Some of you may remember the extensive series we did at the end of last year and into this year on baraminology methods and proposing our own model, the enhanced cognitum model. One of the tenets of the model is that, in the absence of hybridization information, the morphology of the organism should be the guiding principle of a baraminological study. This is based on Adam being able to differentiate between the kinds in the Garden of Eden so he could name them. While I did not elucidate it at the time, one of the inferences from the model is that scientists should discover that humans are able to identify things based on their shape.
Fortunately, without meaning to, scientists are helping confirm this model. A recent study from Scientific Reports pointed out that, while external features are important for identifying something, the internal skeletal features appear to be even more important. The researchers compared this to a child drawing a stick figure. The stick figure does not contain the outer fleshy covering of the body, but it does show the internal skeletal shape of the person drawn.
The researchers make the point that recognizing something is a lot more complicated than we think it is. After all, we recognize our friends at a distance and recognize familiar items like books, furniture, and mailboxes are easily noticed, even by those of us with poor vision. However, there is a complex system of signals in the eye and brain which allow us to recognize objects we are familiar with, even at a distance. These signals work regardless of size, color or texture. In other words, humans are equally able to recognize a mailbox made out of metal or one made out brick. The brain can differentiate between the textures, sizes, and colors, while still recognizing it as the same object. The experiments performed by the researchers lead them to conclude that the skeletal system is even more important than the outward appearance of an item in determining what it is.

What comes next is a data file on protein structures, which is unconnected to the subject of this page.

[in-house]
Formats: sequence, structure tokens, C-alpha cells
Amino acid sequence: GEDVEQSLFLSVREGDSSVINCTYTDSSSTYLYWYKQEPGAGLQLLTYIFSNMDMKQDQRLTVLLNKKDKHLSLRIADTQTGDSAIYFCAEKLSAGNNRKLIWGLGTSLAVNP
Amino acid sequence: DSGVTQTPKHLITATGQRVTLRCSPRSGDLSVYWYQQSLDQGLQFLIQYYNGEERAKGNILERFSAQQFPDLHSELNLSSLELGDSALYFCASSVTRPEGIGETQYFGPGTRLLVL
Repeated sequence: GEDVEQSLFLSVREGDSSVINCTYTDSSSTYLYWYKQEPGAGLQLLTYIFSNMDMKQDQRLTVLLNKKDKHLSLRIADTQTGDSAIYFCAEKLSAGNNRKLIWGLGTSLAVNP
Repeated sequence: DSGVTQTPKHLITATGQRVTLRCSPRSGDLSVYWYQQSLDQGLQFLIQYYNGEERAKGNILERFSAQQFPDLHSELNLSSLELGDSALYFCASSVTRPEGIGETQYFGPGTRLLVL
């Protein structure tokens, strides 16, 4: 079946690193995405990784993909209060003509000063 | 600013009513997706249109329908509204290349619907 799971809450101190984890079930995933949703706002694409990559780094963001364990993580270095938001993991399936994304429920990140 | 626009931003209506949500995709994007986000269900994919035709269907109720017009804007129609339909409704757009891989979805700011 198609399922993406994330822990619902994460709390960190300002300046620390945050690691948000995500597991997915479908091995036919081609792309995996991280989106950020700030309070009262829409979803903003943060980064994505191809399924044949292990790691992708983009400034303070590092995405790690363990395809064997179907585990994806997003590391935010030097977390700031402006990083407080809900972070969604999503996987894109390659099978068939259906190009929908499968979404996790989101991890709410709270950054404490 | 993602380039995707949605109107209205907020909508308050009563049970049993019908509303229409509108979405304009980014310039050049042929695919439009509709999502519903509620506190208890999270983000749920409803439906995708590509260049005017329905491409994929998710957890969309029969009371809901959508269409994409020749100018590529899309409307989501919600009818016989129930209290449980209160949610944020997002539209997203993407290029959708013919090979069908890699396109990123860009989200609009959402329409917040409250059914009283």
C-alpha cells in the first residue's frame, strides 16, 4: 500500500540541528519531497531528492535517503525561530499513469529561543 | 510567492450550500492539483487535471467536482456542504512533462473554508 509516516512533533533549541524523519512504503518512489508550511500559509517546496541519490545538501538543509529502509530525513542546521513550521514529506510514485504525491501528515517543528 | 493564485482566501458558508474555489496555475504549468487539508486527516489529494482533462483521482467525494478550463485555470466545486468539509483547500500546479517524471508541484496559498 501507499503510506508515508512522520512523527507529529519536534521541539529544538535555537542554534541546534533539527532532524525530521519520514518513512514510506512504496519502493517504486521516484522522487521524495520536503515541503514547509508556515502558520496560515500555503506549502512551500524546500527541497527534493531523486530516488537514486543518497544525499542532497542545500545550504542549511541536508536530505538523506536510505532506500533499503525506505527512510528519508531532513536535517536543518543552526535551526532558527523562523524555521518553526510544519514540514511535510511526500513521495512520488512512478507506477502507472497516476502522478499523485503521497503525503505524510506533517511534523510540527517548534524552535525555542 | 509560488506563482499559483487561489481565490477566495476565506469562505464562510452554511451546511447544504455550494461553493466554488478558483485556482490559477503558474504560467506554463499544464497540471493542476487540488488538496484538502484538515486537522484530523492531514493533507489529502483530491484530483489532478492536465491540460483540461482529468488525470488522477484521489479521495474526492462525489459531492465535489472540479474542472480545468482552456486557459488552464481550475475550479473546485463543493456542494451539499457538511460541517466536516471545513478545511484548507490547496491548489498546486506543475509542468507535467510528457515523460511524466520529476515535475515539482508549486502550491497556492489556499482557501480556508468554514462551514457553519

While the researchers believe this recent study is most applicable to programming better AIs, there are other applications which they are overlooking. Applying these observations to the enhanced cognitum model yields a couple of very interesting observations. The primary one is that this does confirm an aspect of the model. It is expected that humans should be able to differentiate, even between similar looking items, or organisms in this instance. This is what the study confirms and what we would expect based on Adam’s naming of the animals in Genesis 2.
However, there are other implications of this which should inform the enhanced cognitum model. While features like colors, whiskers, tusks, horns and so on should undoubtedly be considered when examining organisms, this study seems to imply they should be given second place to skeletal characteristics. However, this does not mean the only way to determine whether two organisms are the same baramin is to look at their skeleton apart from their flesh. This is not how humans view anything. Rather they view the skeletal characteristics through the veil of flesh and outward features. Therefore, rather than looking through the skin to see the bone structure, the enhanced cognitum model can rely on gross morphology, since this is likely what Adam used to name the animals.
The more we study nature and how things work, the more it confirms the Bible. In some cases, it directly confirms things the Bible explicitly states. In others, it confirms things the Bible implies. In some cases, the implication from the text is confirmed by the implications from science. In all cases, the Bible is confirmed in every instance by the discoveries of science. For this particular implication, comparing the Biblical text to what we are learning from scientific studies produces perfect harmony. Starting with the Scriptures and interpreting the scientific discoveries in light of the clear meaning of the Word of God will always produce the most accurate conclusions. In this instance, it supports an aspect of the enhanced cognitum model of baraminology. As more scientific discoveries are made, undoubtedly further support for the Biblical model of creation will be brought to light. As creationists, we can celebrate the fact that the Bible always provides the best, surest foundation for knowledge.